Witch-hunt? MPs don’t get it
The Times, February 28, 2008
My battle to make MPs’ expenses more transparent met with obstruction and mystification
By Heather Brooke
Nearly 15 years ago I found myself in a small office digging through boxes of receipts looking at the expense claims of local politicians. Everything was laid bare: all the trips, all the meals, all the hotel bills, all the contracts. I was a young trainee reporter covering the Washington State government, and my editor had suggested I look at these claims to see if there were any instances of corruption or personal enrichment.
The laws of the state required that all expense claims and receipts be open to the public. And do you know what I found? Nothing. Not one instance of an improper claim or misuse of money. That is the result of transparent government.
Fast forward to 2004 and I find myself in London. I decide to replicate the exercise in the Mother of Parliaments. I ask the House of Commons for a detailed breakdown of MPs’ expenses. So unusual is this request that the officials greet my question with stunned silence. The public aren’t even allowed in the Commons Library to access official documents paid for with public money, so there’s no way they’re getting anywhere near expense records.
Later, the officials tell me they’re publishing annual bulk figures. But that’s no good, I tell them. A myriad of sins can be hidden in bulk totals. An MP can claim £23,000 for a second home but there’s no way to see if it is a legitimate expense without a detailed breakdown. Is it for mortgage payments or a new kitchen? Food or a new flat-screen TV?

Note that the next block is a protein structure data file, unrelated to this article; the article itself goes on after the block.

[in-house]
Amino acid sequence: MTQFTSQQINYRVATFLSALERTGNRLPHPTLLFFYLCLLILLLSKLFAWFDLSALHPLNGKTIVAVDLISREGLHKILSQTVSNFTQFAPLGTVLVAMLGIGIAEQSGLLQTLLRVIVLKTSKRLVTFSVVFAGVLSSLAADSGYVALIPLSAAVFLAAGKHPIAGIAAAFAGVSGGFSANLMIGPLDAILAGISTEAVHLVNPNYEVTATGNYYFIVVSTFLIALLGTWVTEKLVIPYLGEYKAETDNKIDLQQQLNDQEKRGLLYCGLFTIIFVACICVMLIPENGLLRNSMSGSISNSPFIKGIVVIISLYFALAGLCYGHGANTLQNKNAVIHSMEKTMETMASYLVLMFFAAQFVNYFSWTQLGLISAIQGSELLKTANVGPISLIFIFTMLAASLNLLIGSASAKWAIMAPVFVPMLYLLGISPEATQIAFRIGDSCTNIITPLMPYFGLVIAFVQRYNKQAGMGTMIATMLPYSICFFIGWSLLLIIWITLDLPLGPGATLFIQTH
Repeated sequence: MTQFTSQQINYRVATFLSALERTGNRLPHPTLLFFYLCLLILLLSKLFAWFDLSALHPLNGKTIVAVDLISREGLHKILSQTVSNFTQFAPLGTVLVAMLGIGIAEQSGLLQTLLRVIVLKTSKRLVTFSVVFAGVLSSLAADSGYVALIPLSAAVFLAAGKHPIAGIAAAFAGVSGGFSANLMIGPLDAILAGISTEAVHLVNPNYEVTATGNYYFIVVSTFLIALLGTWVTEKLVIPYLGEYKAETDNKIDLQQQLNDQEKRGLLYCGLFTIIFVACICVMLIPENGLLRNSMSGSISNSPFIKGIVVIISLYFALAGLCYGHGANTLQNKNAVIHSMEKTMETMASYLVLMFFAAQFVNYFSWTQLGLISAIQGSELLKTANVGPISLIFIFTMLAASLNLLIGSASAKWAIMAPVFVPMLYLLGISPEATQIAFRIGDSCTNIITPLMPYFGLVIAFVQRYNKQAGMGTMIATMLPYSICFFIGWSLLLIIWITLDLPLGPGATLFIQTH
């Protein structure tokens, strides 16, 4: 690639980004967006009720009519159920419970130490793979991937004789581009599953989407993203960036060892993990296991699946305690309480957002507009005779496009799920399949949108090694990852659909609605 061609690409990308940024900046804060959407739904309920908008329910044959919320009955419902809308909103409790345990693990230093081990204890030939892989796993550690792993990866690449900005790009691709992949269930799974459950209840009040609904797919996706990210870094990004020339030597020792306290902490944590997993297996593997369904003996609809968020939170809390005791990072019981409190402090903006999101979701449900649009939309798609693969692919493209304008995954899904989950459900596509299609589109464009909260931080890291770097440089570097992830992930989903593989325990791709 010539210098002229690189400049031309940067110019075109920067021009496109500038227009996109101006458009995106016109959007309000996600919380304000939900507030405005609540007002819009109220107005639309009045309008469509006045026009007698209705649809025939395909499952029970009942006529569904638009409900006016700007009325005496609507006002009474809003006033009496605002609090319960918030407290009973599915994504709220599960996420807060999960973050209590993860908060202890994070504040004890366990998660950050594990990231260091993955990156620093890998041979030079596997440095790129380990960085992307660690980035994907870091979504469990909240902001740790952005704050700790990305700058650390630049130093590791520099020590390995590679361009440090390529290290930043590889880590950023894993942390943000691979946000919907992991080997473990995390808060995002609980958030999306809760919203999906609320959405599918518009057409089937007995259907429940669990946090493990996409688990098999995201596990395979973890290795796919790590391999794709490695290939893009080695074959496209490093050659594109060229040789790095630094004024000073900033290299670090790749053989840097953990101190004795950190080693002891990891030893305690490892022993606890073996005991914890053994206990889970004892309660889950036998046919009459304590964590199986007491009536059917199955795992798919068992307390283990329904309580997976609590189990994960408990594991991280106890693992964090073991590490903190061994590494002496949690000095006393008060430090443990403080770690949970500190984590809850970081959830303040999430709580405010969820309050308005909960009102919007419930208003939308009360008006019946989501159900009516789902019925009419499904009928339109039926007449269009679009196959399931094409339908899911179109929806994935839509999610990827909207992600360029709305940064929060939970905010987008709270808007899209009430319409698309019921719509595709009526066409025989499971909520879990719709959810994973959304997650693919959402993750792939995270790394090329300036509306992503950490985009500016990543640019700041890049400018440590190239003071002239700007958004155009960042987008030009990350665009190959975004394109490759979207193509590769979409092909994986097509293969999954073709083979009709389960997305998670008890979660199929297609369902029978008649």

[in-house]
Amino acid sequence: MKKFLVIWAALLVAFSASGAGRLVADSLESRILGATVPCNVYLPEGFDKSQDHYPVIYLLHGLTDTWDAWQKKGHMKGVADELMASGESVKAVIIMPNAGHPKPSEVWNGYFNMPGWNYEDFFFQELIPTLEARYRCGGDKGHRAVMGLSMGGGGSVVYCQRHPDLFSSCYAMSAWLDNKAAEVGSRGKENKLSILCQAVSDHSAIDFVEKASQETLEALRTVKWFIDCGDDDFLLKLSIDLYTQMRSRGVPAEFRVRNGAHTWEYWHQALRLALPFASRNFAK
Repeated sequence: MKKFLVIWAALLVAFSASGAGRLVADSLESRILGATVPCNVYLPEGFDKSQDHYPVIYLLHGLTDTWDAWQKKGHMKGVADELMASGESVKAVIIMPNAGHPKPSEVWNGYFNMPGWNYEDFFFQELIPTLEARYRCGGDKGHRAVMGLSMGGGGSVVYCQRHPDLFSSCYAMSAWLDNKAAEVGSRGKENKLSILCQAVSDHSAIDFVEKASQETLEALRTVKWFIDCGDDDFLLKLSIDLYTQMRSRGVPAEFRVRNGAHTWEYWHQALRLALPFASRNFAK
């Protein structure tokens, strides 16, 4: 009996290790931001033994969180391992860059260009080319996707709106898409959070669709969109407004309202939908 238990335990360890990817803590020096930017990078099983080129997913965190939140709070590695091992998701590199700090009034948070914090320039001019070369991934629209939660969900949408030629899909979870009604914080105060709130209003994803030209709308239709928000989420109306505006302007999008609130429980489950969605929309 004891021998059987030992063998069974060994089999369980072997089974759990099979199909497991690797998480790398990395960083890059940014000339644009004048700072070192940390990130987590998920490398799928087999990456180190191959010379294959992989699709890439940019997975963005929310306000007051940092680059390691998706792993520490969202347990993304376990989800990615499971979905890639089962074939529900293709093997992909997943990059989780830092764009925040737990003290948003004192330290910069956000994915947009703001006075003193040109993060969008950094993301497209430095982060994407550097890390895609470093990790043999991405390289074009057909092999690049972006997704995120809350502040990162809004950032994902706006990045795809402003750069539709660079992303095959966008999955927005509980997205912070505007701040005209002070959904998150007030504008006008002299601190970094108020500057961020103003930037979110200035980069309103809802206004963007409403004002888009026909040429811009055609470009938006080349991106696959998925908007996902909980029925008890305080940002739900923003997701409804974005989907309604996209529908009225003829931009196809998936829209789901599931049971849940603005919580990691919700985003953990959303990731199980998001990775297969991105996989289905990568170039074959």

When the Freedom of Information Act came into force in 2005 I used it to ask for a detailed breakdown of MPs’ travel expenses, staff allowances and finally their second-homes allowance. I encountered relentless opposition from the Commons authorities and Michael Martin, the Speaker. Andrew Walker, the House of Commons’ director of finance and administration, said with a straight face that he believed the transparency I sought was bad for democracy. He thought it mere “public curiosity” rather than “public interest” and that it would impinge on MPs’ jobs to have to account to the public.
Finally, this week, my three-year battle culminated with the Information Tribunal ruling that MPs must disclose all documentation associated with their second-homes claims. But many MPs are angry about this. They think it’s an invasion of their privacy and that my campaign is some sort of witch-hunt. They just don’t get it. In a democracy MPs are supposed to be directly accountable to the people they represent; not accountable to other politicians, or officialdom, but to us.
As I listened to Mr Walker testify, the scale of parliamentary arrogance became clear. He didn’t even try to hide the fact that there were little or no checks on MPs expense claims. Why should there be? They are honourable members. I could just imagine Mr Walker as Lady Bracknell. The public? As though the very idea of an MP being accountable to the public was so beyond the pale it could barely be allowed in polite conversation.
Tags: The Times